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  1. #21  
    Quote Originally Posted by mrloserpunk View Post
    There is no problem with simply reviewing the phone and sending it back, but if your sponsored (paid, free gear ect..) by a company can your review be considered impartial? Would the public think it is?

    I am not saying that is what is happening in this case, I am saying that it has become a journalistic integrity problem that could be leading consumers to believe a review is impartial when in fact the "blogger" is being paid for that positive review. This is not exclusive to cellphones, its such an issue the FTC is looking into ways of expanding disclosure laws to include the blogosphere...
    Is this an area where the government needs to be stepping in though? It's not the airwaves, were the government "owns" them, this is the internet. I'm curious, how is a blogger getting a free device for review, or even receiving actual payment for a review, any different than an athlete (or any other celebrity) endorsing a product for money.

    Don't get me wrong, I think think the right thing to do is for the blogger to reveal that they received the product for free, but I also think celebrity endorsements should also be more up front.

    "Hi there, I'm Joe Jock, and I love these Greasy Dive hamburgers. I love them because they remind me of the ones from the cheapie greasy spoon when I was a kid, and I love them because Greasy Dive paid me $50,000 to say so. You'll love 'em too!"

    "Oh, and you won't get the $50,000, sorry..."
  2. #22  
    Quote Originally Posted by hparsons View Post
    Don't get me wrong, I think think the right thing to do is for the blogger to reveal that they received the product for free, but I also think celebrity endorsements should also be more up front.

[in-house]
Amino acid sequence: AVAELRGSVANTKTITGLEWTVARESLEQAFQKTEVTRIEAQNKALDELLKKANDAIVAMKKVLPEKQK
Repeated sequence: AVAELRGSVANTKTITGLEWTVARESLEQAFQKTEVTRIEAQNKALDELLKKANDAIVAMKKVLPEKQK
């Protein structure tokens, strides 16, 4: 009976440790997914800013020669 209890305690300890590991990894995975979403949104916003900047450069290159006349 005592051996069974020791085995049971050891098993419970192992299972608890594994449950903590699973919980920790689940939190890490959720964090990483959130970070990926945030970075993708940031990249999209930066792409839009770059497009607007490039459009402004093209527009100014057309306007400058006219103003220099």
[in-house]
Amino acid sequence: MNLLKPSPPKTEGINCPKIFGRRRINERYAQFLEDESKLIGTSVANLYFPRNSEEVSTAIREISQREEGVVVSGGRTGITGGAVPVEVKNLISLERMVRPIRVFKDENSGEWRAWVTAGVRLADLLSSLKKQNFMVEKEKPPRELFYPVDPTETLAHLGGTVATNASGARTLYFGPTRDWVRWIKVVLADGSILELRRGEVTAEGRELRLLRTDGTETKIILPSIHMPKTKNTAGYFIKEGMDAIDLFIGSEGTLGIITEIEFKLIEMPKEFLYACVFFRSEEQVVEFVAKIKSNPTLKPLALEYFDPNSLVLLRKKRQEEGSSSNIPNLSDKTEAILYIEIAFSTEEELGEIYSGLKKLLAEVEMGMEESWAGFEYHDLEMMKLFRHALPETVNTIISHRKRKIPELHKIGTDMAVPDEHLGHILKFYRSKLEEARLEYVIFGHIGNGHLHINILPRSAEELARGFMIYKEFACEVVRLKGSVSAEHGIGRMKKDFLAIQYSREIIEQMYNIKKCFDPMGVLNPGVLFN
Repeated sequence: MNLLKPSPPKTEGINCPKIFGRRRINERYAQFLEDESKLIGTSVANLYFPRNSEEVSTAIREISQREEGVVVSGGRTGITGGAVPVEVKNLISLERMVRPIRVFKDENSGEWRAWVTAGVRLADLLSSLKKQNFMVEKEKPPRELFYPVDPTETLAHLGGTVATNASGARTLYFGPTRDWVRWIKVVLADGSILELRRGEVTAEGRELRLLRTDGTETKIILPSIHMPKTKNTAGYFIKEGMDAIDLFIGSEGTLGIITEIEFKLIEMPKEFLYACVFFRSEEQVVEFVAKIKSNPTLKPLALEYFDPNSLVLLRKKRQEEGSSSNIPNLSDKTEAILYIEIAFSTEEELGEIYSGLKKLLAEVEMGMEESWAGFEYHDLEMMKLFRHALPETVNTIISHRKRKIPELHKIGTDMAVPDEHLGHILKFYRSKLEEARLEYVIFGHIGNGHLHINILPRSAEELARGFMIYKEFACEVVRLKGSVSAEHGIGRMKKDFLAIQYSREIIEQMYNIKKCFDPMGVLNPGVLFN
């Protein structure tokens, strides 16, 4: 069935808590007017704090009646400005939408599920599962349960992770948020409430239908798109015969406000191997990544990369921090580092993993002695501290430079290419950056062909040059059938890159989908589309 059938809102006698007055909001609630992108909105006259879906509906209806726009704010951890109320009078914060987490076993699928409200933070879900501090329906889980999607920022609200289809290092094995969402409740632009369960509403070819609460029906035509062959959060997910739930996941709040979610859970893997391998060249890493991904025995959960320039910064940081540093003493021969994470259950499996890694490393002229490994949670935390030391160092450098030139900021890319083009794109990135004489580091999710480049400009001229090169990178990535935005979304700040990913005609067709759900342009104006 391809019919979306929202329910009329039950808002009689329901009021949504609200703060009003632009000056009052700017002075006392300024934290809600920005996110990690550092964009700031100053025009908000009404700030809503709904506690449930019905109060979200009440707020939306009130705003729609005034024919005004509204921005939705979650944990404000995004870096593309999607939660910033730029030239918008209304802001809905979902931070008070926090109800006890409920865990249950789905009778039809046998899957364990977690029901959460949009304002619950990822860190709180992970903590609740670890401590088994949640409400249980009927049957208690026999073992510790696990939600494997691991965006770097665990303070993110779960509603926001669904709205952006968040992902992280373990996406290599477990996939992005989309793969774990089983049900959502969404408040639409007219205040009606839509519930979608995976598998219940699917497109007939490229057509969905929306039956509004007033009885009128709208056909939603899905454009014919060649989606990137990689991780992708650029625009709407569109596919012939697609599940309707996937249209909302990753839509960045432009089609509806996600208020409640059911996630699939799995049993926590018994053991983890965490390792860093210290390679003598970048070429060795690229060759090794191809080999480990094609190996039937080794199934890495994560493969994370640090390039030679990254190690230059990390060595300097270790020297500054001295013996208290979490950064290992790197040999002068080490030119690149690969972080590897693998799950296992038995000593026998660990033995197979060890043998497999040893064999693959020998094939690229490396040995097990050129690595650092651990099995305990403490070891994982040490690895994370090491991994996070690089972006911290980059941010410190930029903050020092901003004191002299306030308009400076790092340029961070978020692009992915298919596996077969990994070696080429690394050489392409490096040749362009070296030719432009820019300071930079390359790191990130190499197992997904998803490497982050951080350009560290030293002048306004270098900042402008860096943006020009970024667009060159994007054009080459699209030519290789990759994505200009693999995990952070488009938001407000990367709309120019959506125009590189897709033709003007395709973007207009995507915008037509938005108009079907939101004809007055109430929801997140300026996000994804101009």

I just think that the "male enhancement" people should have to provide scientific proof of effectiveness. So much money wasted, so much hope lost...

    wait, what?
  3.    #23  
    Quote Originally Posted by hparsons View Post
    Is this an area where the government needs to be stepping in though? It's not the airwaves, were the government "owns" them, this is the internet. I'm curious, how is a blogger getting a free device for review, or even receiving actual payment for a review, any different than an athlete (or any other celebrity) endorsing a product for money.

    Don't get me wrong, I think think the right thing to do is for the blogger to reveal that they received the product for free, but I also think celebrity endorsements should also be more up front.

    "Hi there, I'm Joe Jock, and I love these Greasy Dive hamburgers. I love them because they remind me of the ones from the cheapie greasy spoon when I was a kid, and I love them because Greasy Dive paid me $50,000 to say so. You'll love 'em too!"

    "Oh, and you won't get the $50,000, sorry..."
    Thats a great point, while I don't agree wholeheartedly that the government can do anything well, I do think that a simple signature at the end of a post relating the ties between the blogger and company can alleviate a-lot of questionable looking ethic positions. Similar I'd assume to the "paid endorsement" tags on the end of infomercials...
    "When there is no more room in hell, the dead will walk the earth"


    PM me your questions, If I cant find an answer, I'll show you who can.
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